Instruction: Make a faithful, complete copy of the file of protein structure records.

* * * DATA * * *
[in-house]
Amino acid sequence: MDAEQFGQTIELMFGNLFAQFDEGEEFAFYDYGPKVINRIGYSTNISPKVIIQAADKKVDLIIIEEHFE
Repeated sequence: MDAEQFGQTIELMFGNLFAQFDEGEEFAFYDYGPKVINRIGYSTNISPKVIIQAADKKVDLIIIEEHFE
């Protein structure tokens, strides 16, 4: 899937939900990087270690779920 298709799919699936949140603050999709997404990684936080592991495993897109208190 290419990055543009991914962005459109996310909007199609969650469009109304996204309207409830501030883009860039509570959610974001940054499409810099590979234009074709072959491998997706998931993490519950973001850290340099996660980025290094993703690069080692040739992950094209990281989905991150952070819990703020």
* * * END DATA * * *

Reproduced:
[in-house]
Amino acid sequence: MDAEQFGQTIELMFGNLFAQFDEGEEFAFYDYGPKVINRIGYSTNISPKVIIQAADKKVDLIIIEEHFE
Repeated sequence: MDAEQFGQTIELMFGNLFAQFDEGEEFAFYDYGPKVINRIGYSTNISPKVIIQAADKKVDLIIIEEHFE
């Protein structure tokens, strides 16, 4: 899937939900990087270690779920 298709799919699936949140603050999709997404990684936080592991495993897109208190 290419990055543009991914962005459109996310909007199609969650469009109304996204309207409830501030883009860039509570959610974001940054499409810099590979234009074709072959491998997706998931993490519950973001850290340099996660980025290094993703690069080692040739992950094209990281989905991150952070819990703020």